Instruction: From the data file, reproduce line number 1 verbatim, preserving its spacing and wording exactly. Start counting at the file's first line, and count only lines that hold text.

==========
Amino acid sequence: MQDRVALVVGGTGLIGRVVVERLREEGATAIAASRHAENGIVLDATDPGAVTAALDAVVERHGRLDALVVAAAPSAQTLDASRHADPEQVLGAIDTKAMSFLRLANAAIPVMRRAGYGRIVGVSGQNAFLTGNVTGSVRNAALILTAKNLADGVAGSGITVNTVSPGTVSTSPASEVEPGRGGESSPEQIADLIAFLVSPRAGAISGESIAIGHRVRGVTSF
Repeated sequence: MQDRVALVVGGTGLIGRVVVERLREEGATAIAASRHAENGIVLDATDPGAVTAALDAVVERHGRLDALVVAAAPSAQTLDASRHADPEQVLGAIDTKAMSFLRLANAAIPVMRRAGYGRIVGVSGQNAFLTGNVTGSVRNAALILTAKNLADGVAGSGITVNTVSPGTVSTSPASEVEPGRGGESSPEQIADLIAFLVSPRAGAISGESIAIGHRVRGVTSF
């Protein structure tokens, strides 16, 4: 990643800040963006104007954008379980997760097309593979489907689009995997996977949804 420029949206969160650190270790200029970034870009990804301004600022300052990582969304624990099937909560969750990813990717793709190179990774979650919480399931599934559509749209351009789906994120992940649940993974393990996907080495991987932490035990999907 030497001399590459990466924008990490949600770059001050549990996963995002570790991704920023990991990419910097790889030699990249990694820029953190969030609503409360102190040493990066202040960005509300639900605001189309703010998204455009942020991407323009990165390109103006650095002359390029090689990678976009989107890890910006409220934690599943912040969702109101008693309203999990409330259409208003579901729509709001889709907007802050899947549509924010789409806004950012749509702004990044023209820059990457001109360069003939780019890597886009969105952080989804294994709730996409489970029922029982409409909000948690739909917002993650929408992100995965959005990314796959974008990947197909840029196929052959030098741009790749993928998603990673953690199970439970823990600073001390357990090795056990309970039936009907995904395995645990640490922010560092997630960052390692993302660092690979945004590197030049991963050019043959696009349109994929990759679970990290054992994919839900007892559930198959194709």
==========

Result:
Amino acid sequence: MQDRVALVVGGTGLIGRVVVERLREEGATAIAASRHAENGIVLDATDPGAVTAALDAVVERHGRLDALVVAAAPSAQTLDASRHADPEQVLGAIDTKAMSFLRLANAAIPVMRRAGYGRIVGVSGQNAFLTGNVTGSVRNAALILTAKNLADGVAGSGITVNTVSPGTVSTSPASEVEPGRGGESSPEQIADLIAFLVSPRAGAISGESIAIGHRVRGVTSF